Both McCracken and Leffingwell knew years ago their support for massive police raises would cause this result. They were told, I can personally assure you. They said they didn't care. But now this news is a "wake up call"? It takes a lot of chutzpah to believe the public is stupid enough to accept that flip flop! Leffingwell in particular during his campaigns apologetically told opponents of the last police contract that he's afraid to confront the police union and feels like he must give them whatever they want to keep getting re-elected. No wonder he's asking for more "information"! The information all the rest of us have available indicates he and his colleagues are to blame.
"These numbers are eye-opening," City Council Member Brewster McCracken said Monday. "It is a wake-up call about a concerning budget trend."
Council Member Lee Leffingwell said he wants more information before forming an opinion about the new data, including whether the other cities had comparable growth rates.
"It would be premature to jump to any conclusions without that information," he said.
Though I first began focusing on criminal justice policy because of a local Austin case, I pay little attention to APD policy anymore because it's just too frustrating: Our local city council has for years been in the pocket of local police union, and the liberals who tend to get elected are so scared someone will label them "soft on crime" they fall over one another to give the cops more money while opposing added accountability. Bottom line: Austin needed more officers over this period, but the council caved in to union demands to dramatically boost pay for those already on the force and fill gaps with overtime. That made it financially impossible to hire uniformed cops in the numbers the city should have and squeezed out other budget priorities. (In the same contract they gutted Austin's already weak civilian oversight of police.)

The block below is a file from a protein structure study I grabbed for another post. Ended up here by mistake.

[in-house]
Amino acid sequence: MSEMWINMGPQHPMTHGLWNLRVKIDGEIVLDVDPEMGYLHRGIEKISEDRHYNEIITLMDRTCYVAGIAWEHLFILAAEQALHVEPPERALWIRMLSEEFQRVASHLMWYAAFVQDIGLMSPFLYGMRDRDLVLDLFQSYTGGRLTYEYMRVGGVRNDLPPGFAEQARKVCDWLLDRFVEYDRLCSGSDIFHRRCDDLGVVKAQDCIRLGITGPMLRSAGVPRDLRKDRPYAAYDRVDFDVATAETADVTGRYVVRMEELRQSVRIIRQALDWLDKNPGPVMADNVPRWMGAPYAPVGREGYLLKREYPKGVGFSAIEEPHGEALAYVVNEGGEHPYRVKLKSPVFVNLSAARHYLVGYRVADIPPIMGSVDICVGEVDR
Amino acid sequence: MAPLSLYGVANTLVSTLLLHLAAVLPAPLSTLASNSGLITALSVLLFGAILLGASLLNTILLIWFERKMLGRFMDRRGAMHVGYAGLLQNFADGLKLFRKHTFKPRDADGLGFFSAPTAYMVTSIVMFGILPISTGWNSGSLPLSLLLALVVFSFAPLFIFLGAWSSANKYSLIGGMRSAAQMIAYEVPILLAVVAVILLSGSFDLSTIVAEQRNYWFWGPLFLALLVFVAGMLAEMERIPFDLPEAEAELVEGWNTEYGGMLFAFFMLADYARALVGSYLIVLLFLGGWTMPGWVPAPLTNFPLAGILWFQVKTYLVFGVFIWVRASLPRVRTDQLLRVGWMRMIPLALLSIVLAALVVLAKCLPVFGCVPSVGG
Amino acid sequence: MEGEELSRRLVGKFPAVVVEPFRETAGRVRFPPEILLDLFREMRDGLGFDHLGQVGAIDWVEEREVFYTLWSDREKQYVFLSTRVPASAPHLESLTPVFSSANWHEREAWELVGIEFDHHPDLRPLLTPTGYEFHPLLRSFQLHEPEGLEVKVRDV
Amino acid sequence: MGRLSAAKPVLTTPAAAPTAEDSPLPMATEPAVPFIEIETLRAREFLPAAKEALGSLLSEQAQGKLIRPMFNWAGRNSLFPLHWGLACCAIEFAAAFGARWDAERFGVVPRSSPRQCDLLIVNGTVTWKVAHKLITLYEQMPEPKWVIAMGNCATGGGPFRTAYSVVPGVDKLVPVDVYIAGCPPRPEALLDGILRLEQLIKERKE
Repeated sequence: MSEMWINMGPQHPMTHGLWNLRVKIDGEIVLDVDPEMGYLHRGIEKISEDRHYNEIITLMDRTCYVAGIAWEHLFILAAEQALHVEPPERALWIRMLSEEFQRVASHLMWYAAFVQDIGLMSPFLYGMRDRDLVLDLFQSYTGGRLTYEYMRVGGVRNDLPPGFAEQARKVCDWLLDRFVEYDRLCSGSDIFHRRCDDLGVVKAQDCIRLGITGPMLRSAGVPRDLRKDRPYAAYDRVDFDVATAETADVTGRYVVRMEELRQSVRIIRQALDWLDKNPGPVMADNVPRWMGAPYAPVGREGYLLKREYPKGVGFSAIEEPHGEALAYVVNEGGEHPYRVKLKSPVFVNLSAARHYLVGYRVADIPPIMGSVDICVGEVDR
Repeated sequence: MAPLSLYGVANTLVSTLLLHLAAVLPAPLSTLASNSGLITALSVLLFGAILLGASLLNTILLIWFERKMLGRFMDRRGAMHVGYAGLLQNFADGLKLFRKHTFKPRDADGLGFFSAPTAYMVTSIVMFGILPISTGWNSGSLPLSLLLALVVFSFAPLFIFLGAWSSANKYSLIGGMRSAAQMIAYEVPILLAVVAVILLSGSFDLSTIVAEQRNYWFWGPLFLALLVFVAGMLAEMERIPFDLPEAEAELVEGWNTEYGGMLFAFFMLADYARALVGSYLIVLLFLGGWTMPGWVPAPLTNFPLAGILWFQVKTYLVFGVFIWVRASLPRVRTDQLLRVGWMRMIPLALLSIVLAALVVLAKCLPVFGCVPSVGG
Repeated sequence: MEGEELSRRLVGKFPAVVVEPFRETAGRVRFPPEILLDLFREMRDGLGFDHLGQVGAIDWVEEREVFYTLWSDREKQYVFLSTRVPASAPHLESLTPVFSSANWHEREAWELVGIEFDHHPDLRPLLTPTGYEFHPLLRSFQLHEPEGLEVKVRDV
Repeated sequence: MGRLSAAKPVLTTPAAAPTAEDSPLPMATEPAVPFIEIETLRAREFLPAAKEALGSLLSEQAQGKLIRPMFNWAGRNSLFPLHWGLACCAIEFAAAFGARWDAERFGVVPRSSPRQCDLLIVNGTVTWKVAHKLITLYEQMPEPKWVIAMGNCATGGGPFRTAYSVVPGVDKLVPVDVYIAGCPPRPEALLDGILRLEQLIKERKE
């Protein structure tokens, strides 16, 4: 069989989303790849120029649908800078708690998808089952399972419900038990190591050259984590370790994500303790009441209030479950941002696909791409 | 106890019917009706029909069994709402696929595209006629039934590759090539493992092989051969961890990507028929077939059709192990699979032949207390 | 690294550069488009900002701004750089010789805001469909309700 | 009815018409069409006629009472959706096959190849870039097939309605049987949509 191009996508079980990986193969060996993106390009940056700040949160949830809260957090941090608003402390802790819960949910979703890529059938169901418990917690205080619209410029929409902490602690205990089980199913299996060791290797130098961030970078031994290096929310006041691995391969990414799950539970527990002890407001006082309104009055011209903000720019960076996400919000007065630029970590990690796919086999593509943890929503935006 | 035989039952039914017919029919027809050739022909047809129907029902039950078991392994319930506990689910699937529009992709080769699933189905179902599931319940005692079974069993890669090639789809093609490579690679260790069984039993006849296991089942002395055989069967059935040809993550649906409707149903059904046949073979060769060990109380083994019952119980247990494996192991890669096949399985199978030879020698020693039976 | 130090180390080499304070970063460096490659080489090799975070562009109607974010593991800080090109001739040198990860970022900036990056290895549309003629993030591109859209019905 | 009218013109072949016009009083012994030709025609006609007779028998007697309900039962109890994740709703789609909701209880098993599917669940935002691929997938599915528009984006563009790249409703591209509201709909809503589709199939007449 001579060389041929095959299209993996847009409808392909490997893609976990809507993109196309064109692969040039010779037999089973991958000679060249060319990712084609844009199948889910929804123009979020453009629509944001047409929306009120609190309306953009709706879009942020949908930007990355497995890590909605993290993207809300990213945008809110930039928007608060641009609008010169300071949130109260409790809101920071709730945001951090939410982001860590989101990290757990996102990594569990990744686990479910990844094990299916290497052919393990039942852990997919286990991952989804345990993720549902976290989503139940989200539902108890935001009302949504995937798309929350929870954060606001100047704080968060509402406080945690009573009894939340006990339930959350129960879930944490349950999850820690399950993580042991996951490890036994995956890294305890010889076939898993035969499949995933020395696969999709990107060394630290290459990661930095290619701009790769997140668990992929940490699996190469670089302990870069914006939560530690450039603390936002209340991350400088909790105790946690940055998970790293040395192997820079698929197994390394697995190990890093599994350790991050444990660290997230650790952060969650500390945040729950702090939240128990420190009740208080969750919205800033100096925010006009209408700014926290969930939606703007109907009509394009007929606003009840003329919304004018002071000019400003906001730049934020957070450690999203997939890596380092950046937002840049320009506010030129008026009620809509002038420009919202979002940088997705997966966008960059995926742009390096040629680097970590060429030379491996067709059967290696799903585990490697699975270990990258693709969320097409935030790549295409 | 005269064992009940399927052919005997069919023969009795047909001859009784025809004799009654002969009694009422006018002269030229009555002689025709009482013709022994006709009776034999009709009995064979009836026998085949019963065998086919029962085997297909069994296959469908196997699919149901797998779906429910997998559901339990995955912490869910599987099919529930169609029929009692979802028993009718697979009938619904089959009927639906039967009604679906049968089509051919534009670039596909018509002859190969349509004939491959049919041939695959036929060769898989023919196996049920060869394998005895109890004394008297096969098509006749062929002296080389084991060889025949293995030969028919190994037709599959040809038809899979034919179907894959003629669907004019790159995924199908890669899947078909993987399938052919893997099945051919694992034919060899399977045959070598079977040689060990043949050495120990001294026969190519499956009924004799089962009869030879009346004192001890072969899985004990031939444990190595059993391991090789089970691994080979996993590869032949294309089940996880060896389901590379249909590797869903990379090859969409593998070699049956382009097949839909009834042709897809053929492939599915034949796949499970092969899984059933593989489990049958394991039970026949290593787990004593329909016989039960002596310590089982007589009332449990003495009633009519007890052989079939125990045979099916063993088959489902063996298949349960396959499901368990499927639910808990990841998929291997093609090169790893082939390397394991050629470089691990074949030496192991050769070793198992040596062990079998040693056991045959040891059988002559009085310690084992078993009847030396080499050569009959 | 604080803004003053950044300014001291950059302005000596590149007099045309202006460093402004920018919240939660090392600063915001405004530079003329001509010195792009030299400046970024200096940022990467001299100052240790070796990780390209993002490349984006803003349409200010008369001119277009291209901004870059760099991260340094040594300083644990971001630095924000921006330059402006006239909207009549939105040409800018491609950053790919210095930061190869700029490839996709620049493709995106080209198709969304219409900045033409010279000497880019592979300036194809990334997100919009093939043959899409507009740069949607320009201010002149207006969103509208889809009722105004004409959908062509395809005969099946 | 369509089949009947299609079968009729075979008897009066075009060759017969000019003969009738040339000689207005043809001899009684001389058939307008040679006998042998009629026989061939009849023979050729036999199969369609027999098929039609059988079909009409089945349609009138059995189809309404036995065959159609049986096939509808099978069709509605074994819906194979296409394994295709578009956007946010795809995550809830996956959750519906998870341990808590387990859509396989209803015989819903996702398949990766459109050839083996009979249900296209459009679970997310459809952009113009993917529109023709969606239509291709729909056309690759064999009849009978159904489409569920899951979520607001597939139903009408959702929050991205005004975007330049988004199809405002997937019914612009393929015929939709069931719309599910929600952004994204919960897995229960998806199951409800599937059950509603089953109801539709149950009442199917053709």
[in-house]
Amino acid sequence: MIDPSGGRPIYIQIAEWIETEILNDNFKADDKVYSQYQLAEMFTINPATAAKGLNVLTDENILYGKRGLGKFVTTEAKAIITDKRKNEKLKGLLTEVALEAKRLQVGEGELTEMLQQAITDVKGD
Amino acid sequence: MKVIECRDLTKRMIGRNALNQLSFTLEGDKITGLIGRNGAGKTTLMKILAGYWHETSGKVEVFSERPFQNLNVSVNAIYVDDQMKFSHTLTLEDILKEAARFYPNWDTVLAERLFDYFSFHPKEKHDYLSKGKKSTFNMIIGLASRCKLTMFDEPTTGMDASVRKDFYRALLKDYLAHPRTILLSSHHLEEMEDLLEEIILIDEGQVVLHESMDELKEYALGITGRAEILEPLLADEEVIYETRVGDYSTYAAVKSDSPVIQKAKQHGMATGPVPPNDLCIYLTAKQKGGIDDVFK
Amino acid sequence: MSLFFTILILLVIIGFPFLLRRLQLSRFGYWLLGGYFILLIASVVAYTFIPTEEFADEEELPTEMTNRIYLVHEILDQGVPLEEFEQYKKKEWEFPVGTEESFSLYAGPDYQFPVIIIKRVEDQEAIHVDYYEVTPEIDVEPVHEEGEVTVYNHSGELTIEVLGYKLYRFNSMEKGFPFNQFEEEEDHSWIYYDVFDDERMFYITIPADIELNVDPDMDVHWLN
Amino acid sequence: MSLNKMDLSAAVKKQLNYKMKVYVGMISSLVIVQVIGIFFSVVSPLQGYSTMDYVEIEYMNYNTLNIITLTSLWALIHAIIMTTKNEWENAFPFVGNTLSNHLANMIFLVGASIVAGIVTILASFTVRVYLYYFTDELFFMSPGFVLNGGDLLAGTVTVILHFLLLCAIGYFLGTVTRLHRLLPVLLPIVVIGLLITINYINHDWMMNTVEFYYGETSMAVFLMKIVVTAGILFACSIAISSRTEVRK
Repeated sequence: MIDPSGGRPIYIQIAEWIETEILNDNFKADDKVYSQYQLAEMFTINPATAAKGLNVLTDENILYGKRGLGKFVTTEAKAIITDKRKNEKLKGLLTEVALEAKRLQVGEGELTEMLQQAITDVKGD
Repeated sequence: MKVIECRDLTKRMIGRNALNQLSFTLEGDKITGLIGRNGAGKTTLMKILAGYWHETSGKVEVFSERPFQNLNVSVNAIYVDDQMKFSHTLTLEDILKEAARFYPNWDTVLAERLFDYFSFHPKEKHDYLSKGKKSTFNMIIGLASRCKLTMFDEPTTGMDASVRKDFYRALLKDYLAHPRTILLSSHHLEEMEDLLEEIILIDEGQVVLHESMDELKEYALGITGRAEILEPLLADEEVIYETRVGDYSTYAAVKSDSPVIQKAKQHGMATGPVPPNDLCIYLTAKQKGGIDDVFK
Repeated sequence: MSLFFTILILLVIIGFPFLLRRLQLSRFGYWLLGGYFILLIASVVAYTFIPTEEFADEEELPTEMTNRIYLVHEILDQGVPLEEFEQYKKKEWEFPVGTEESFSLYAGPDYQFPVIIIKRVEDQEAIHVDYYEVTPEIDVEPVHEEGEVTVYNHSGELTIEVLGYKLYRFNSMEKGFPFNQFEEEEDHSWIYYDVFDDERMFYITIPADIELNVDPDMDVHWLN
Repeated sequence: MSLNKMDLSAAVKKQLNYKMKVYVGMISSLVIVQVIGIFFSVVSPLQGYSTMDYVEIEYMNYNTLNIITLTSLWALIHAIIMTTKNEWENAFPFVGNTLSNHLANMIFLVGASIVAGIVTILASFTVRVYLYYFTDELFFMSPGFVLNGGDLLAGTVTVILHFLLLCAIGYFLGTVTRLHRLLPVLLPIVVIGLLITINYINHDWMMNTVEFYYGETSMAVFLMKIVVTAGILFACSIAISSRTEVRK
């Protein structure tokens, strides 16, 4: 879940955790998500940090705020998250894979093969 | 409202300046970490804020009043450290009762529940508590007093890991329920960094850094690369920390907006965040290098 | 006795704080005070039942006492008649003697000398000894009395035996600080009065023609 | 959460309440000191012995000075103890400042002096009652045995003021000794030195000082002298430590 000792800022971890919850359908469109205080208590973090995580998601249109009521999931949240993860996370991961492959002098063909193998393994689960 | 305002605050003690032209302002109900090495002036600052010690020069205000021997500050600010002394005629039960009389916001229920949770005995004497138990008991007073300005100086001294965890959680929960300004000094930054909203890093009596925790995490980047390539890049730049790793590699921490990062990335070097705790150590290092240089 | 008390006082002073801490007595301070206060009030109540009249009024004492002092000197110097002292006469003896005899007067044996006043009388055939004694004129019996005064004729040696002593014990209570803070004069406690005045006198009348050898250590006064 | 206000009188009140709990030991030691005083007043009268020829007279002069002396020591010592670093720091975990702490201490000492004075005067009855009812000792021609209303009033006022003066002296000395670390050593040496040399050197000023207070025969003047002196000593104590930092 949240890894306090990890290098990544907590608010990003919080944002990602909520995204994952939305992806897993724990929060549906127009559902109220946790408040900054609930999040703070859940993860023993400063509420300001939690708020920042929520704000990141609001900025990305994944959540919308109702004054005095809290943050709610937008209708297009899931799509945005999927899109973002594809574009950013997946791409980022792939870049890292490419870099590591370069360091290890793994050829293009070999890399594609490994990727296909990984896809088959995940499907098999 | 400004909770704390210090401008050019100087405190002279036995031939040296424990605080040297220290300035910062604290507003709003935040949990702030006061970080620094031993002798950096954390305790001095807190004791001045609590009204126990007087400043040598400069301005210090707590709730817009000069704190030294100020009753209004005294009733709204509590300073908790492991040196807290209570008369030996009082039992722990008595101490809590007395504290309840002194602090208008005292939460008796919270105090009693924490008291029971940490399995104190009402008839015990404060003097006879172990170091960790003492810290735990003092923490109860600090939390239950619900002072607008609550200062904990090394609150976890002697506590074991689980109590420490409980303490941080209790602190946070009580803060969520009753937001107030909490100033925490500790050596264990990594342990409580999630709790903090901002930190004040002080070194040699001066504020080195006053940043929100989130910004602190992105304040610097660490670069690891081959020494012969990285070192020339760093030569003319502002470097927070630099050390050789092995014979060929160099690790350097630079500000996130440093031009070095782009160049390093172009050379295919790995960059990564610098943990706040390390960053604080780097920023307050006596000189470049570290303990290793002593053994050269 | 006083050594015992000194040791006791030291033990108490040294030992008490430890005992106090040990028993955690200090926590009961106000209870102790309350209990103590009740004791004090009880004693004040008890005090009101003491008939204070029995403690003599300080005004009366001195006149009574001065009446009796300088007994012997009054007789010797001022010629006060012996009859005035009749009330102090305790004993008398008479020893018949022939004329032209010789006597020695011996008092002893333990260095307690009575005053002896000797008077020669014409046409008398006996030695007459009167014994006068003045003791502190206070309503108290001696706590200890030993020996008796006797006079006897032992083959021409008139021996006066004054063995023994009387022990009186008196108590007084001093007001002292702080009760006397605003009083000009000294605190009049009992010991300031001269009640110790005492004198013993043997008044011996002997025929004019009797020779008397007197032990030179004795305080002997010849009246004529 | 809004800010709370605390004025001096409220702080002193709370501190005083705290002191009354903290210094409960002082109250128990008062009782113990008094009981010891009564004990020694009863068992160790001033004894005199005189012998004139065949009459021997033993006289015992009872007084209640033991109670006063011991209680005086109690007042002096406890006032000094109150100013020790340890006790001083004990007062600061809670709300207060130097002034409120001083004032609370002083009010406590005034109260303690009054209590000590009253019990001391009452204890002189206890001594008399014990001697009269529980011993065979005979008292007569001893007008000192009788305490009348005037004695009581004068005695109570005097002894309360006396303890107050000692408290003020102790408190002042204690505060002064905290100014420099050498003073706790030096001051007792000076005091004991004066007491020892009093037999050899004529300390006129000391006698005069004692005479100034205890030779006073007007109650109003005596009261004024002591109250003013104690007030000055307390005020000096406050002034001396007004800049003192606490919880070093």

Now, though, years of pandering have come home to roost in the city budget. The Statesman reports that APD costs went up 84% over the last nine years, "while expenses in six other departments, including Dallas and San Antonio, increased 34 percent at most."
It's absurd for councilmembers to claim they didn't know these policies would make Austin lose control of its police budget - me and a couple hundred other Austinites showed up to tell them exactly what the budget impact would be, both before they approved the current union contract and the one in 2001. Indeed, I testified at city council back in 1998 to complain about high costs in Austin's very first "meet and confer" contract, particularly because, like other recent APD raises, it was bestowed with no added accountability in return. For anyone at the city to claim these numbers were unexpected beggars credibility.
Chief Art Acevedo asks the question, "Can you put a pricetag on public safety?" Well of course you can, sir! It's called "your budget." The questions before us are a) why that pricetag is so much higher for Austinites than everyone else, and b) what if any additional public safety benefit do we gain from it?
I think the answers are a) political pandering, and b) not much.